Reliance Global Group ended the third quarter of 2021 with over $6.1 million of cash and restricted cash and a solid balance sheet to execute on the growth objectives. Expected operating savings and positive cash flows are expected by the insurtech firm.
What are the main factors I am too concerned about now? There are four key metrics.
Four Reasons of Concern About RELI Stock
First earnings have declined by 28.7% per year over the past 5 years. Second, shareholders have been substantially diluted in the past year, with total shares outstanding growing by 177.6%.
Third, free cash flow for 2019 and 2019 has been negative, a trend that has continued in the first nine months of 2021. Fourth, operating income is negative both on an annual and on a quarterly basis.
In the past, I have mentioned that companies like Reliance Global Group that report narrower net losses as the result of stock dilution are in fact “misleading” investors not searching for the real reason for this improvement. It is simply math, the larger number of shares outstanding results in dividing net losses and artificially making them look smaller.
The total operating expenses in Q3 2021 increased approximately 10% year-over-year. An aggressive growth strategy of the Reliance Global Group will probably increase these operating expenses more soon. This brings me to the bottom line of my thesis. A look at growth itself neglecting other fundamentals is naïve investing. Not so clever or effective.
The sales growth which is positive is only one side of the story behind a company that wants to explore an economic moat in the insurance industry. The other more analytical look is supporting a bearish sentiment. The massive stock dilution over the past year and the inability to report positive operating and net income show negative growth in profitability.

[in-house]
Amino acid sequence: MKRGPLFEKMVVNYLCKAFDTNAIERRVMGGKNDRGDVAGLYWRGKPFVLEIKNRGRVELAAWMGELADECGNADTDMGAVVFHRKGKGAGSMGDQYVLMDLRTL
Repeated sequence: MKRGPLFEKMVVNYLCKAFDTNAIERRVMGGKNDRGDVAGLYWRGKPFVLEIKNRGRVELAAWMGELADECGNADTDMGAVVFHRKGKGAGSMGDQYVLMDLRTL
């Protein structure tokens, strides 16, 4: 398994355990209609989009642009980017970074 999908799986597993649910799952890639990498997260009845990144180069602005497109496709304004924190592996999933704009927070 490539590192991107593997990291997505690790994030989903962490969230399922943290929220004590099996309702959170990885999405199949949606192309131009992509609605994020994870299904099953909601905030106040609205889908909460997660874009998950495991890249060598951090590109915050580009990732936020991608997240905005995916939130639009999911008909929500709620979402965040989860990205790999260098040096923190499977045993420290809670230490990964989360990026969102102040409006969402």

Take the return on equity (ROE) ratio for example. A very important key metric reflects how much net income a company generates per dollar of invested capital and provides information on how efficiently a firm uses capital to generate profit. On a trailing 12-month (TTM) basis, the ROE of -43.78% for RELI stock is too poor.
Investors who want to speculate may like the stock believing in the promising success story. But ultimately now I see no success story yet. Avoid RELI stock now makes sense as the expertise of the management is struggling with profitability and is losing the battle.
On the date of publication, Stavros Georgiadis, CFA did not have (either directly or indirectly) any positions in the securities mentioned in this article. The opinions expressed in this article are those of the writer, subject to the InvestorPlace.com Publishing Guidelines.
Stavros Georgiadis is a CFA charter holder, an Equity Research Analyst, and an Economist. He focuses on U.S. stocks and has his own stock market blog at thestockmarketontheinternet.com/. He has written in the past various articles for other publications and can be reached on Twitter and on LinkedIn.